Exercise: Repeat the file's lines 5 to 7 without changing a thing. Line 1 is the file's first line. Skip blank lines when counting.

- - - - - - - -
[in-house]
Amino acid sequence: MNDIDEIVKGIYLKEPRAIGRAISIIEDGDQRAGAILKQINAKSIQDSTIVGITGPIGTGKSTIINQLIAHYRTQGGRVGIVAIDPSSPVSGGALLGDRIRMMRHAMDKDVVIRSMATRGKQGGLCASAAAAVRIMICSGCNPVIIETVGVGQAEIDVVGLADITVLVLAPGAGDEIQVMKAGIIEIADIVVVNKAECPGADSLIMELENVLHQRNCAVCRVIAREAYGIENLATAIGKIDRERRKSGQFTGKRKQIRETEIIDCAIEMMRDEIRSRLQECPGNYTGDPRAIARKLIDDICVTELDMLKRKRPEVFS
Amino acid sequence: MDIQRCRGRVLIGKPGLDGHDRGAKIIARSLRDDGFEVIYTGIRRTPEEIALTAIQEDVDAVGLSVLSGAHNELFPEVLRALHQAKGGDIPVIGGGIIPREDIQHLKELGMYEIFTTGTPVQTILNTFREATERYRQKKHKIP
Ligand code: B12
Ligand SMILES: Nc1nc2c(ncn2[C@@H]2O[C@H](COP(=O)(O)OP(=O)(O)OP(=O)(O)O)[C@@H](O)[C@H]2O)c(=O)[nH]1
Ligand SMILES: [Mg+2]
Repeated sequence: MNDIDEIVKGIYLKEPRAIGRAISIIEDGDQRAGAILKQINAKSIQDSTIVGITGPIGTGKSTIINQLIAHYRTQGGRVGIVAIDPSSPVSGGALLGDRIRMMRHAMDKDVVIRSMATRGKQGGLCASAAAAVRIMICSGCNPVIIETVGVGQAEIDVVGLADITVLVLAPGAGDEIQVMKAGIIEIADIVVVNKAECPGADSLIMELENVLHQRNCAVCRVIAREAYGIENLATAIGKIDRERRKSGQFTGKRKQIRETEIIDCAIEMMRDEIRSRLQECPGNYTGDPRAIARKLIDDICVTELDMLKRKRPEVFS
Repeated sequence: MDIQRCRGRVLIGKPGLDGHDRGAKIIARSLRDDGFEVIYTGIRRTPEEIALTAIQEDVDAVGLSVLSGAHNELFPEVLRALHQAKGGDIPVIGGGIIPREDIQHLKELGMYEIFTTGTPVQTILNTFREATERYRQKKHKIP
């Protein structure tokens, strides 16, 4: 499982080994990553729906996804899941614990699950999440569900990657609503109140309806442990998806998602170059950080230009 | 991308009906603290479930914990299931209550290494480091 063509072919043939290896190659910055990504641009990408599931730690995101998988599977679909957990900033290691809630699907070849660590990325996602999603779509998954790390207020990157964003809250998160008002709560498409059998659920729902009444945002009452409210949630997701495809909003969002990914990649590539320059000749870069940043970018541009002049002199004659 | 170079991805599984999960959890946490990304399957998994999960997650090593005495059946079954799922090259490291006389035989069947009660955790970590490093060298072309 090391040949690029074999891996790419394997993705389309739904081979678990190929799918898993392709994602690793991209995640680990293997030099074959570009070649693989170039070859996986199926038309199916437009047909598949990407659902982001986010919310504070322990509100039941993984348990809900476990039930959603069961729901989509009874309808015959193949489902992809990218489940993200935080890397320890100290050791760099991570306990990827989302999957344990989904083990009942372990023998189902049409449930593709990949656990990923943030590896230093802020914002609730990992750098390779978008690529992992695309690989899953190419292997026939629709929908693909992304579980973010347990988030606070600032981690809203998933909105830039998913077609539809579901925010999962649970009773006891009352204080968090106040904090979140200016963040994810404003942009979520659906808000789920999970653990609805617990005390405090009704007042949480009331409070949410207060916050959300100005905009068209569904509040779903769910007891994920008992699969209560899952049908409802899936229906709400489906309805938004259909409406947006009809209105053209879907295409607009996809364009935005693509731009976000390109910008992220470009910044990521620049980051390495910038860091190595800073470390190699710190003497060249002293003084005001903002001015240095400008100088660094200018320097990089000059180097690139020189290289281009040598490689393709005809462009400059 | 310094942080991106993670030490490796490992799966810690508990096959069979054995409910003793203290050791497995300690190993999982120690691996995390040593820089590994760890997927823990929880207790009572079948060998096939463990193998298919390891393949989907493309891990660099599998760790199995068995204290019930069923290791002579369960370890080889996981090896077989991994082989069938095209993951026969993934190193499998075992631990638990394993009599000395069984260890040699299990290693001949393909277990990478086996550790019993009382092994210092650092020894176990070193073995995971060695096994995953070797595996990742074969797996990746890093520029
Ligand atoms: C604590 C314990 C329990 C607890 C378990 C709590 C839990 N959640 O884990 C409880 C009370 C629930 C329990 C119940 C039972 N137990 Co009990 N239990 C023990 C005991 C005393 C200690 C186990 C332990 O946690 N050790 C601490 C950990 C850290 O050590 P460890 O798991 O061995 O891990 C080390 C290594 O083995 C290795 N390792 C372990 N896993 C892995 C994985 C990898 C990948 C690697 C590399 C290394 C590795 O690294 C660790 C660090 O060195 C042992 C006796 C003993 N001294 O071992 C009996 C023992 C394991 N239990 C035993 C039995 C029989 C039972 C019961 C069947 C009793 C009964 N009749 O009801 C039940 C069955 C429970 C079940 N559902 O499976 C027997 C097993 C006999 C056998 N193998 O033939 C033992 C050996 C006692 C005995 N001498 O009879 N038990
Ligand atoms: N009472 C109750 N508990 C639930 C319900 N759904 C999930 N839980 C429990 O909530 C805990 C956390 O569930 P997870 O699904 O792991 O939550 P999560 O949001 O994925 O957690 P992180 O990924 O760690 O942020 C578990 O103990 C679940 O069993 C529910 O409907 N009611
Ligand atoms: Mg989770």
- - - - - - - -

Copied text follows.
Ligand SMILES: Nc1nc2c(ncn2[C@@H]2O[C@H](COP(=O)(O)OP(=O)(O)OP(=O)(O)O)[C@@H](O)[C@H]2O)c(=O)[nH]1
Ligand SMILES: [Mg+2]
Repeated sequence: MNDIDEIVKGIYLKEPRAIGRAISIIEDGDQRAGAILKQINAKSIQDSTIVGITGPIGTGKSTIINQLIAHYRTQGGRVGIVAIDPSSPVSGGALLGDRIRMMRHAMDKDVVIRSMATRGKQGGLCASAAAAVRIMICSGCNPVIIETVGVGQAEIDVVGLADITVLVLAPGAGDEIQVMKAGIIEIADIVVVNKAECPGADSLIMELENVLHQRNCAVCRVIAREAYGIENLATAIGKIDRERRKSGQFTGKRKQIRETEIIDCAIEMMRDEIRSRLQECPGNYTGDPRAIARKLIDDICVTELDMLKRKRPEVFS